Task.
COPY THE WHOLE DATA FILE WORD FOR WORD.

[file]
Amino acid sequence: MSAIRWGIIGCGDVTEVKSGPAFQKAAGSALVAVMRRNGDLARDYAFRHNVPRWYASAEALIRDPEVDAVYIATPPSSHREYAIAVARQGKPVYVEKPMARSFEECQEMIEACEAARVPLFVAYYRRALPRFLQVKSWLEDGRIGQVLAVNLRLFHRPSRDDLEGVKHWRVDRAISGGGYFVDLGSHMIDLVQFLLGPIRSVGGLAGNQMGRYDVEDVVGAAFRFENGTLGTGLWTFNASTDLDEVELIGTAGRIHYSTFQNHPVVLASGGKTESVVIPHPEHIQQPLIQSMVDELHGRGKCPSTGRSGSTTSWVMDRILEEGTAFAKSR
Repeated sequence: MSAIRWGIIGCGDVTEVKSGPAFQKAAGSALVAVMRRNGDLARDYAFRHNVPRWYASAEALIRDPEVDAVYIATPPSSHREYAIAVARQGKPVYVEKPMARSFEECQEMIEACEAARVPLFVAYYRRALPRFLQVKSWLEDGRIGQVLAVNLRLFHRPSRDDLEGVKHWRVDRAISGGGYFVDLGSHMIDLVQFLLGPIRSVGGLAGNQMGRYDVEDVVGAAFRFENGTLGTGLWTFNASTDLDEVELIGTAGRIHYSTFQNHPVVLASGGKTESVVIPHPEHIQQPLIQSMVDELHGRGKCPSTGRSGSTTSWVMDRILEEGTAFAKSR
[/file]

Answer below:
Amino acid sequence: MSAIRWGIIGCGDVTEVKSGPAFQKAAGSALVAVMRRNGDLARDYAFRHNVPRWYASAEALIRDPEVDAVYIATPPSSHREYAIAVARQGKPVYVEKPMARSFEECQEMIEACEAARVPLFVAYYRRALPRFLQVKSWLEDGRIGQVLAVNLRLFHRPSRDDLEGVKHWRVDRAISGGGYFVDLGSHMIDLVQFLLGPIRSVGGLAGNQMGRYDVEDVVGAAFRFENGTLGTGLWTFNASTDLDEVELIGTAGRIHYSTFQNHPVVLASGGKTESVVIPHPEHIQQPLIQSMVDELHGRGKCPSTGRSGSTTSWVMDRILEEGTAFAKSR
Repeated sequence: MSAIRWGIIGCGDVTEVKSGPAFQKAAGSALVAVMRRNGDLARDYAFRHNVPRWYASAEALIRDPEVDAVYIATPPSSHREYAIAVARQGKPVYVEKPMARSFEECQEMIEACEAARVPLFVAYYRRALPRFLQVKSWLEDGRIGQVLAVNLRLFHRPSRDDLEGVKHWRVDRAISGGGYFVDLGSHMIDLVQFLLGPIRSVGGLAGNQMGRYDVEDVVGAAFRFENGTLGTGLWTFNASTDLDEVELIGTAGRIHYSTFQNHPVVLASGGKTESVVIPHPEHIQQPLIQSMVDELHGRGKCPSTGRSGSTTSWVMDRILEEGTAFAKSR